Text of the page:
By Skip Perry | 1 March 2010
San Francisco obviously-two-piece Moon Duo (one half is Ripley Johnson, who’s also a guitarist in Wooden Shjips, the other Sanae Yamada, keyboardist) describe their music as a “primordial and disorienting sonic stew.” That’s a cue to roll eyes; a recipe for tedium. Often, when it comes to a series of mostly instrumental, neo-psychedelic guitar jams, the harder a band tries, the worse the results. How long is too long? How sludgy is too sludgy? How repetitive is too repetitive? And if said band decides to aim for a broader audience that subconsciously equates “stoner rock” with Phish, a series of mostly instrumental, neo-psychedelic guitar jams has to transform the worst excesses of a hashed and rehashed genre into strengths: repetitions must become hooks; tempo shifts must tell stories; hazy ambience must be a starting point, not an end result. You can play loud: awesome; now let’s see you play interesting.
On Escape, Moon Duo make a case for both. The driving setup to “Motorcycle, I Love You” is actually an excuse for a five-minute face-melter that alone justifies the record’s existence. It ebbs and flows (mostly flows) over a four-note syncopated bass line, major solo crunching against minor hook. What this has to do with motorcycles I have no idea—maybe it’s about chasing the sun on a deserted west Texas highway or running from the cops through the East Bay hills. The arpeggiated solo of “In the Trees” floats over layers of wavy distortion while the burgeoning haze of “Stumbling 22nd St.” calls to mind either your own drunken escapades or those of people cooler and more fucked up than you. The entire album is a kind of hypersensitive Rorschach test: with no intelligible lyrical guidance and a familiar aesthetic, blanks are filled by experiences greater than your own—the more fantastical the better. For all the incapacitated pretensions, though, “Stumbling” also has one of Escape‘s more conventional backbones, a luminous, undistorted organ lick the likes of which have sounded from garages for decades, in turn keeping the track centered until the unavoidable blackout: the heartbeats go on until, just then, they don’t.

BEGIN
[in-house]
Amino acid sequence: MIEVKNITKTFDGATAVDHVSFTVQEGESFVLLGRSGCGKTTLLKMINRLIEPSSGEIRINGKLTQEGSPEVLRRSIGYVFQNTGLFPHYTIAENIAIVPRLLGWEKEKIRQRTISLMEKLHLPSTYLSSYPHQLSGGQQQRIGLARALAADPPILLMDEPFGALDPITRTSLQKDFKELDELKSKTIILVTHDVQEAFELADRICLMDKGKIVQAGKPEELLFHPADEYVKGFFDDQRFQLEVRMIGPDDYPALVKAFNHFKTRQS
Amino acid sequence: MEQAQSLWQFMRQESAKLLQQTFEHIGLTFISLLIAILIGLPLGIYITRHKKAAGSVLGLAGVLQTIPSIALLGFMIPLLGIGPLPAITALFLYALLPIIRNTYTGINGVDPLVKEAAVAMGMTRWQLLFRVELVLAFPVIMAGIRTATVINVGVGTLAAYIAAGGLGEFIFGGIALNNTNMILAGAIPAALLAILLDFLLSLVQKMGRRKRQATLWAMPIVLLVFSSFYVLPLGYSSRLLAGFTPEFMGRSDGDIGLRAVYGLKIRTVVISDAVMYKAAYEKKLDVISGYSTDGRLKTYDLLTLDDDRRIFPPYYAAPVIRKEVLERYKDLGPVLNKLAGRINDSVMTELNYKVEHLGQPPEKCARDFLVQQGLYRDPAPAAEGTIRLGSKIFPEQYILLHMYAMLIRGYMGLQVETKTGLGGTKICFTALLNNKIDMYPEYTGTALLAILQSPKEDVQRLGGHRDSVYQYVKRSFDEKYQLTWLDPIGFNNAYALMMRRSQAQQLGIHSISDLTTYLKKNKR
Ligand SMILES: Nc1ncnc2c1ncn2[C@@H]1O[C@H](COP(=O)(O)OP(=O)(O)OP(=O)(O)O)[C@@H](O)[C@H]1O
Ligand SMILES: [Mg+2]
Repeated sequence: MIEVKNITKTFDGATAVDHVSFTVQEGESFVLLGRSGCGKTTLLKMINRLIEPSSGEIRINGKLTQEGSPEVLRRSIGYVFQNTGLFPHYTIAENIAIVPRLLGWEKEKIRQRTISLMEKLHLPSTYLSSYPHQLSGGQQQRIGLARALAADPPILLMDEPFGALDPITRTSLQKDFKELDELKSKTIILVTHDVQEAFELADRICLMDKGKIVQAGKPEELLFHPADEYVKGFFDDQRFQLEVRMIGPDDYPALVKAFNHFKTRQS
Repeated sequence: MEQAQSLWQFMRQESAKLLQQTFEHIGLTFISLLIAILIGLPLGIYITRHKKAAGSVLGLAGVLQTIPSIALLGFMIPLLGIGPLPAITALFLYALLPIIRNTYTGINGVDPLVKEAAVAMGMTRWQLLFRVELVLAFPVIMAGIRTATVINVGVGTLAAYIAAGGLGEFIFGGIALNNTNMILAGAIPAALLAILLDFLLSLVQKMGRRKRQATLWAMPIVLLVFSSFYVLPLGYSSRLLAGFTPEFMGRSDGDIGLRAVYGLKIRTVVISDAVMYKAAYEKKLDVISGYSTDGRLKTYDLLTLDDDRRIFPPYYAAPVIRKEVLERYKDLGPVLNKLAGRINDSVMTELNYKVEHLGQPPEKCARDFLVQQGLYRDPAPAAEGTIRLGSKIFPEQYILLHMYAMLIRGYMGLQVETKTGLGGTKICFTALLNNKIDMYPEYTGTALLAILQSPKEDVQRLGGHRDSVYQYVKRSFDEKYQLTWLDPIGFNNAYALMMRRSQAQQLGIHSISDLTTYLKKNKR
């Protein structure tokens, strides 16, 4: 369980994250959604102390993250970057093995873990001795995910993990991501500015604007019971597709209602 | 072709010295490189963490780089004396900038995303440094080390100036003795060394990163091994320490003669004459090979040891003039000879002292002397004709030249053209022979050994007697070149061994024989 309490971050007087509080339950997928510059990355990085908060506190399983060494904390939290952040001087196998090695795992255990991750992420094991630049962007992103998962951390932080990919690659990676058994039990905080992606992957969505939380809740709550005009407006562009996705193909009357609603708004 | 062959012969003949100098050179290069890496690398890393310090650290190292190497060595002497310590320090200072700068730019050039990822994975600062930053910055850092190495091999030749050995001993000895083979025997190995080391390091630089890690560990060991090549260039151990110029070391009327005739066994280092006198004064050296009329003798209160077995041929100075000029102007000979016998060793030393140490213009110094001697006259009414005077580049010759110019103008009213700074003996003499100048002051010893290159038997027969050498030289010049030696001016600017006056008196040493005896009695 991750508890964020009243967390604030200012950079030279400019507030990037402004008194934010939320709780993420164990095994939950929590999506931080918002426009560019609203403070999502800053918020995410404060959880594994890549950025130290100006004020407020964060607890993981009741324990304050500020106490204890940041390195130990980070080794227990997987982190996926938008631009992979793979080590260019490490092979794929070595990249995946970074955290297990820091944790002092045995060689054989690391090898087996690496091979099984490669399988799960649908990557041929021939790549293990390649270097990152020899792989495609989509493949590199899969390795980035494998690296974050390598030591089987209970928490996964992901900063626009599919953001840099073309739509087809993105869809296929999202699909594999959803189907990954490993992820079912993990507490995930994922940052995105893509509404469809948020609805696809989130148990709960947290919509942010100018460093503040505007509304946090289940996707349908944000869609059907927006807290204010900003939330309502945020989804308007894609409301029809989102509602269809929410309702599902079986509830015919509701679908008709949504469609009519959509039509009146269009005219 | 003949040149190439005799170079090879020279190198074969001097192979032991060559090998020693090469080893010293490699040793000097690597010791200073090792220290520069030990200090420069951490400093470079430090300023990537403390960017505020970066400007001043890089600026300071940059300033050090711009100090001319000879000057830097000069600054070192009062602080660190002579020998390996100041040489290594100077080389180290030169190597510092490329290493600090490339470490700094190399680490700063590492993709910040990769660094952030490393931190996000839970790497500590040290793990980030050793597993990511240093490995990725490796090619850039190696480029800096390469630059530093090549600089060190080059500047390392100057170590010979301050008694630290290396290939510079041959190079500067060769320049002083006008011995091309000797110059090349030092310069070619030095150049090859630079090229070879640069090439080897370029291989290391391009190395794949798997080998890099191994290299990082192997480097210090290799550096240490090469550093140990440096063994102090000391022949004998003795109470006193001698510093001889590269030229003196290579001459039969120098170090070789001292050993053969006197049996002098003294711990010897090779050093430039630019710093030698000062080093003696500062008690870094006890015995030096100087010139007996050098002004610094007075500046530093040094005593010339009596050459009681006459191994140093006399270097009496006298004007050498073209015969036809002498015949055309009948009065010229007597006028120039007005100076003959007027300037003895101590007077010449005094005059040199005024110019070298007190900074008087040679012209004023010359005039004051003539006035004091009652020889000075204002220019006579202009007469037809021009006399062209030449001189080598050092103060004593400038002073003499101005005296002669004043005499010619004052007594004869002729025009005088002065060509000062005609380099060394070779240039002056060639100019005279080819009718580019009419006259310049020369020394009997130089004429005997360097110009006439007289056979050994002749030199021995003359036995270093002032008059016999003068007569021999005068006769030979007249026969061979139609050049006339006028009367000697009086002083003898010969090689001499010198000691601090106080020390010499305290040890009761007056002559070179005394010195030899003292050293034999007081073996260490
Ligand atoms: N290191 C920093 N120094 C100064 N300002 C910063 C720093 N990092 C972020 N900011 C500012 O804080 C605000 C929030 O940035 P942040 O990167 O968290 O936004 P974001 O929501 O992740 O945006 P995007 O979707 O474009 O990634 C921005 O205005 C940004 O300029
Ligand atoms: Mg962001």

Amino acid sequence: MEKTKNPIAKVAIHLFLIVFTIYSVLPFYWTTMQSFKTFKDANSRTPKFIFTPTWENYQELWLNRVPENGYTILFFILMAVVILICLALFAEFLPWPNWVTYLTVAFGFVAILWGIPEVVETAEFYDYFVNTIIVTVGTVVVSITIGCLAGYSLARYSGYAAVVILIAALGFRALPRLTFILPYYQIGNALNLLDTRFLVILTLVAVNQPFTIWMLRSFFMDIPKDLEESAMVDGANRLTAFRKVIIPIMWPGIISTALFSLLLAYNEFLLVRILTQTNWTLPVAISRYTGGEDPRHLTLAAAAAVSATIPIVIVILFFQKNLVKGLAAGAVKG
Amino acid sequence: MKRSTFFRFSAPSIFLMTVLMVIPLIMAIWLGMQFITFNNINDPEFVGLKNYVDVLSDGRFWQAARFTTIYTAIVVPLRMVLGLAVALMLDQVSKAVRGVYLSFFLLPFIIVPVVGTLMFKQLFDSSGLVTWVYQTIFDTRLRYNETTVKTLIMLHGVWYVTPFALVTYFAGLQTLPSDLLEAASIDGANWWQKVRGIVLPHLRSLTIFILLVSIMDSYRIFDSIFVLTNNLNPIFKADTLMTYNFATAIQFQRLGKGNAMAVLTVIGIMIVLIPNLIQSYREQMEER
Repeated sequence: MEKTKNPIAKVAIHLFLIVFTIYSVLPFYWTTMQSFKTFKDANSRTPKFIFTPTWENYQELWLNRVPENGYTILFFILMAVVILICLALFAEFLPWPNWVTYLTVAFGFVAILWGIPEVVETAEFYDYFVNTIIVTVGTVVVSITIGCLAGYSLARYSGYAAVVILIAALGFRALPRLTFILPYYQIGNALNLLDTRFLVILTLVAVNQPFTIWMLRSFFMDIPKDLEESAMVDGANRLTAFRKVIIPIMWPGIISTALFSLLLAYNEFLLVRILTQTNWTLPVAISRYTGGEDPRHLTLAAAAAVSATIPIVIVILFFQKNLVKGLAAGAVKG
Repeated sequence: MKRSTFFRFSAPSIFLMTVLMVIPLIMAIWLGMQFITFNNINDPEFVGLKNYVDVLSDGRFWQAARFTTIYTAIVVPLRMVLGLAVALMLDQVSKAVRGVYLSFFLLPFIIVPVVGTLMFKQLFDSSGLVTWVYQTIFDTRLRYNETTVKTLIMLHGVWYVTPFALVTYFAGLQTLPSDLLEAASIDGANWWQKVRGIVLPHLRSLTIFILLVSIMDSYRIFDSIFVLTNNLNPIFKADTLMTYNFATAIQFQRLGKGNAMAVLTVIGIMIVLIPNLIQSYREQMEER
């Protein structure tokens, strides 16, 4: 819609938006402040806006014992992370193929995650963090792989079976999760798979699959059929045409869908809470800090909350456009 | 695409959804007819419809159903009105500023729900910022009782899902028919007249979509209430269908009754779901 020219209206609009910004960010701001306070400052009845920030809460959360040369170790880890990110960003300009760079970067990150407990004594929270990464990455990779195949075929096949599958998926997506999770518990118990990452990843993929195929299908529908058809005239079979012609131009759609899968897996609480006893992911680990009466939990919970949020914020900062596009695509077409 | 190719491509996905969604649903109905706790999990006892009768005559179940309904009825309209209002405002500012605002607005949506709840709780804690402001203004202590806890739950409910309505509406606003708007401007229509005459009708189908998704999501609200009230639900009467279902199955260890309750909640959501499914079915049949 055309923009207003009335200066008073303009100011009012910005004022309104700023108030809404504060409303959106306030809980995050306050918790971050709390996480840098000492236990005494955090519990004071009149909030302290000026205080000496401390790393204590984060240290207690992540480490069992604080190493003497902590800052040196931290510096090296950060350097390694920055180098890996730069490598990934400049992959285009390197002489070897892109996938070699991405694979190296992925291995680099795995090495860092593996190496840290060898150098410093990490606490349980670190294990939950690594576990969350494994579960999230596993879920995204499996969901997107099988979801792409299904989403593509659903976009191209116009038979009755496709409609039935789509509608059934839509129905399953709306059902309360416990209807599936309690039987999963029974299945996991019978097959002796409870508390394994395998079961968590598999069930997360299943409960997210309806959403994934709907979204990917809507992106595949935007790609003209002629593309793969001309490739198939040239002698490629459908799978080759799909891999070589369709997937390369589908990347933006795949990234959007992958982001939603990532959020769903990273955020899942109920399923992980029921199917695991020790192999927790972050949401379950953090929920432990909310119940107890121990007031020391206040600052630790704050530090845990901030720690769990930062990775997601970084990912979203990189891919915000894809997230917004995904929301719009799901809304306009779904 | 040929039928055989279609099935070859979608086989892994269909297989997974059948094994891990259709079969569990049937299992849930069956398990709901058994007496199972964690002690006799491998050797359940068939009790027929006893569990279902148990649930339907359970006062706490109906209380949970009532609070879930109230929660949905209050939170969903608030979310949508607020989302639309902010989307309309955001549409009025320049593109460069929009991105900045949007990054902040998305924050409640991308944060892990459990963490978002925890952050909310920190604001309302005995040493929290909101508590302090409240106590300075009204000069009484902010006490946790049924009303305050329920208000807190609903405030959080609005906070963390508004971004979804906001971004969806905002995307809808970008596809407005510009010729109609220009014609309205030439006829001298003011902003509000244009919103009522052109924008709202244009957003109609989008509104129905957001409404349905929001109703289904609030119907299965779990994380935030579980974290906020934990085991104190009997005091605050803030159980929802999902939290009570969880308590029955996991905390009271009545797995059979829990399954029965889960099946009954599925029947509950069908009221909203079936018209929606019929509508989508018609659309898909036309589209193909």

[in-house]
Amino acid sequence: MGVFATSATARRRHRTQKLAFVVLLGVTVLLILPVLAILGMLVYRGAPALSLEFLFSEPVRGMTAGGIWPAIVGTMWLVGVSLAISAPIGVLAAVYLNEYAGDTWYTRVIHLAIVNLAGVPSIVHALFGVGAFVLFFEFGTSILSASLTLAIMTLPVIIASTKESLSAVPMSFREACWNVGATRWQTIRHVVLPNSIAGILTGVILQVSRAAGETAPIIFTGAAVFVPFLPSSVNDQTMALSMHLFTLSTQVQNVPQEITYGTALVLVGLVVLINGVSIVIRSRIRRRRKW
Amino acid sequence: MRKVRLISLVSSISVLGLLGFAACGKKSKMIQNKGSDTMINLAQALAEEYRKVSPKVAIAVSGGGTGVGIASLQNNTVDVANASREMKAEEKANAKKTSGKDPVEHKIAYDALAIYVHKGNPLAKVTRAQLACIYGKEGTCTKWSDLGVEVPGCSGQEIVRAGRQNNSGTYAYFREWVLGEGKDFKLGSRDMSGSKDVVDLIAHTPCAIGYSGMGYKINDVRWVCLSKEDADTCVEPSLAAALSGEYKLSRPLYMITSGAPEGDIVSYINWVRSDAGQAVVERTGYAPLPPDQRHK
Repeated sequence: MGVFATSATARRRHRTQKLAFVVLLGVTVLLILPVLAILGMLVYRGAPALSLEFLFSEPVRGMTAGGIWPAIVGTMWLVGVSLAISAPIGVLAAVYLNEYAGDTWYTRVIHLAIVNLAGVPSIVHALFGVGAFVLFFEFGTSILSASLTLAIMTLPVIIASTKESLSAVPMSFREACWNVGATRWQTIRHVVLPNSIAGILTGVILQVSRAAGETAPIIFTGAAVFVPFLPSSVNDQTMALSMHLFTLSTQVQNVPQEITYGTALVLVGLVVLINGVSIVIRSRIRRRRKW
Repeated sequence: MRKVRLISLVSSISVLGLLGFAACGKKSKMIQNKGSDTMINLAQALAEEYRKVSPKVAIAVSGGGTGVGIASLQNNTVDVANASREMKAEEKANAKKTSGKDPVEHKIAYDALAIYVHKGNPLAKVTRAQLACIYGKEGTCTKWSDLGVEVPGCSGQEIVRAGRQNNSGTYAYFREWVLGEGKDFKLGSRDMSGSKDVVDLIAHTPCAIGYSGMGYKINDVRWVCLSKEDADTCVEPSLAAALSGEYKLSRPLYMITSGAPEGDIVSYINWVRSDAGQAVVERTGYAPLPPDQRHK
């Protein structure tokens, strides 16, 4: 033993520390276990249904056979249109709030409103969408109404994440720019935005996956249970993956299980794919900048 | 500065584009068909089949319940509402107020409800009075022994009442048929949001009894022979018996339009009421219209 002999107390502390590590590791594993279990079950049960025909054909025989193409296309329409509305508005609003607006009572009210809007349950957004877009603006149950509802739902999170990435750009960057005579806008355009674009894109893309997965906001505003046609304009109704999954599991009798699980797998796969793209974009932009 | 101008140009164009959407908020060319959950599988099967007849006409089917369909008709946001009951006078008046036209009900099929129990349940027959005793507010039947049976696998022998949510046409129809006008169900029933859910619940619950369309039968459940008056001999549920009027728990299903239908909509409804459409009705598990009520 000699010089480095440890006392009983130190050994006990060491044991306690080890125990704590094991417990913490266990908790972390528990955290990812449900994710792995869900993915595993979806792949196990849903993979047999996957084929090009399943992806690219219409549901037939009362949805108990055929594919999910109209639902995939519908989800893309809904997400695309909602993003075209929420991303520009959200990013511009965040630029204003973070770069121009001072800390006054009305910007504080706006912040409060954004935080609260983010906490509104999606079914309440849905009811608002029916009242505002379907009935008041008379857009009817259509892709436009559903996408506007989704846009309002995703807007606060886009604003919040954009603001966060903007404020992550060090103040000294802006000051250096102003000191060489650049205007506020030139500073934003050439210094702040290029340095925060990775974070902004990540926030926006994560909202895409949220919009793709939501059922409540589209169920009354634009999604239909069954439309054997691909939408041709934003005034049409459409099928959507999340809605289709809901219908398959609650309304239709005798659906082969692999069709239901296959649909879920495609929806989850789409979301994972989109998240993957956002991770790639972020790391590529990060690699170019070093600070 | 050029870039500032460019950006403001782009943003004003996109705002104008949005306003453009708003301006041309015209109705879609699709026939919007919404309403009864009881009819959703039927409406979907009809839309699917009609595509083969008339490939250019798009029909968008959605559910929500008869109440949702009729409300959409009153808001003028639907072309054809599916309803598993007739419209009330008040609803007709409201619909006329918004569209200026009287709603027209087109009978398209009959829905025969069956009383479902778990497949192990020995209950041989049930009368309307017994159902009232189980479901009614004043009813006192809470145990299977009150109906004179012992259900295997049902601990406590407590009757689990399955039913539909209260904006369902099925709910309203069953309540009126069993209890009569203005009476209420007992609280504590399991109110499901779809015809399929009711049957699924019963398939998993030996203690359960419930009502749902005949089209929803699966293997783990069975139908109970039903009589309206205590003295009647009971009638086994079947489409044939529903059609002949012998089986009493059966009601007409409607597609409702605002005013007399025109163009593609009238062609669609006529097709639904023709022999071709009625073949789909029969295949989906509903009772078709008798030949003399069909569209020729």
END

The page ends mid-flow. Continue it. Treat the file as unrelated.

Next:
The pacing is nearly perfect. Escape‘s most impenetrable drone follows its craziest guitar solo before starting over again at a higher pitch. Track times descend by 30 seconds apiece as the record ascends tonally, rising in tempo and brightness after the temporary comedown of “In the Trees.” Each track sets up a guitar freakout with anticipatory vocal elements ranging from echoed whispers to soft croons. And then after a concise 30 minutes, all wraps up gracefully with a soothing, almost pretty counterpoint to the debilitating ostinato of “Stumbling”: “Escape” sails along with a sunny Yo La Tengo melody and high-range guitar line that plays off swirling streams of echo and feedback.
Despite Moon Duo’s obvious genre touchstones and self-described sound, the one thing Escape consistently dredges up in my mind is San Francisco. Each spin has contributed to amorphous, sweeping generalizations about music and place: how successful revivals have to emerge from their original sources; how New York was destined to become the center of the indie universe as post-rock took over and disco and punk merged; how the Bay Area, maybe even California as a whole, was inevitably left in the dust. When I lived there in 2006 and 2007, the streets of North Beach and Haight-Ashbury felt like museum pieces; beat landmarks City Lights and Caffé Trieste have become tourist traps and the Haight’s cultural center, Amoeba Records, is surely on its last legs along with the rest of the brick-and-mortar universe. Even the Castro is losing relevance as gayborhoods price out gays and politics make ghettoized lifestyles obsolete. For God’s sake, DJ Shadow released a hyphy album. But where New York was poised to build an entire decade on “Losing My Edge” and Is This It (2001), the garage/psych aesthetic is in the Bay Area’s blood. It’s premature to make a case for San Francisco as midwife for Moon Duo—the context needs time to assert itself and I don’t know what’s going on in Ripley Johnson’s head—but Escape just may be the beginning of a renewal of California hard rock…or the apex, or somewhere in the middle. What matters is that there’s much more to come.